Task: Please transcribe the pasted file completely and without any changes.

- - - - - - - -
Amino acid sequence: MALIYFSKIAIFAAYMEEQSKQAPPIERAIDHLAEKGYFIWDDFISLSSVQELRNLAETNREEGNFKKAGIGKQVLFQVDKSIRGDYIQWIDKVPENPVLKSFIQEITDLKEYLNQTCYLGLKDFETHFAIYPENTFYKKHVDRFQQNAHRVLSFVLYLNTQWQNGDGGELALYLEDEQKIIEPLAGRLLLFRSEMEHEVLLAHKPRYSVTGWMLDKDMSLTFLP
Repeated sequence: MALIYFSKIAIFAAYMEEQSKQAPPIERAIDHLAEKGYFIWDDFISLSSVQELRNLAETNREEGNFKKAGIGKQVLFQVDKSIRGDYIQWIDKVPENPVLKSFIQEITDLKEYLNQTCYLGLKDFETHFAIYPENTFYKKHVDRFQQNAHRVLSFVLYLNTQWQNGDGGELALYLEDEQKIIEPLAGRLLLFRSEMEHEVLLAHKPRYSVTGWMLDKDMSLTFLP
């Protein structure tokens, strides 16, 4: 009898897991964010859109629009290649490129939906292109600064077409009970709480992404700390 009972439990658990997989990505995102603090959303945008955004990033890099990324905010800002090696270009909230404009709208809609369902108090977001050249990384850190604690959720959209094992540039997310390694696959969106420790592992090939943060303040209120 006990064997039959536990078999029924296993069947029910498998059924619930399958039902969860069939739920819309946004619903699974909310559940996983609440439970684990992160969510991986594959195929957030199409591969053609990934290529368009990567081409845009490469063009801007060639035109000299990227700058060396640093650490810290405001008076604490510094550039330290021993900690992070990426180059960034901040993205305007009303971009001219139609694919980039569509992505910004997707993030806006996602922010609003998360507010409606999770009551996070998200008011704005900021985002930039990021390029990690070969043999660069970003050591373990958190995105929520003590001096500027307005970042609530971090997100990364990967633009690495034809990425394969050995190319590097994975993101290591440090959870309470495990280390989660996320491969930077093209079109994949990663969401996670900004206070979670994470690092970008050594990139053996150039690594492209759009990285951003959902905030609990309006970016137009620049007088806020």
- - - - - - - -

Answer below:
Amino acid sequence: MALIYFSKIAIFAAYMEEQSKQAPPIERAIDHLAEKGYFIWDDFISLSSVQELRNLAETNREEGNFKKAGIGKQVLFQVDKSIRGDYIQWIDKVPENPVLKSFIQEITDLKEYLNQTCYLGLKDFETHFAIYPENTFYKKHVDRFQQNAHRVLSFVLYLNTQWQNGDGGELALYLEDEQKIIEPLAGRLLLFRSEMEHEVLLAHKPRYSVTGWMLDKDMSLTFLP
Repeated sequence: MALIYFSKIAIFAAYMEEQSKQAPPIERAIDHLAEKGYFIWDDFISLSSVQELRNLAETNREEGNFKKAGIGKQVLFQVDKSIRGDYIQWIDKVPENPVLKSFIQEITDLKEYLNQTCYLGLKDFETHFAIYPENTFYKKHVDRFQQNAHRVLSFVLYLNTQWQNGDGGELALYLEDEQKIIEPLAGRLLLFRSEMEHEVLLAHKPRYSVTGWMLDKDMSLTFLP
């Protein structure tokens, strides 16, 4: 009898897991964010859109629009290649490129939906292109600064077409009970709480992404700390 009972439990658990997989990505995102603090959303945008955004990033890099990324905010800002090696270009909230404009709208809609369902108090977001050249990384850190604690959720959209094992540039997310390694696959969106420790592992090939943060303040209120 006990064997039959536990078999029924296993069947029910498998059924619930399958039902969860069939739920819309946004619903699974909310559940996983609440439970684990992160969510991986594959195929957030199409591969053609990934290529368009990567081409845009490469063009801007060639035109000299990227700058060396640093650490810290405001008076604490510094550039330290021993900690992070990426180059960034901040993205305007009303971009001219139609694919980039569509992505910004997707993030806006996602922010609003998360507010409606999770009551996070998200008011704005900021985002930039990021390029990690070969043999660069970003050591373990958190995105929520003590001096500027307005970042609530971090997100990364990967633009690495034809990425394969050995190319590097994975993101290591440090959870309470495990280390989660996320491969930077093209079109994949990663969401996670900004206070979670994470690092970008050594990139053996150039690594492209759009990285951003959902905030609990309006970016137009620049007088806020």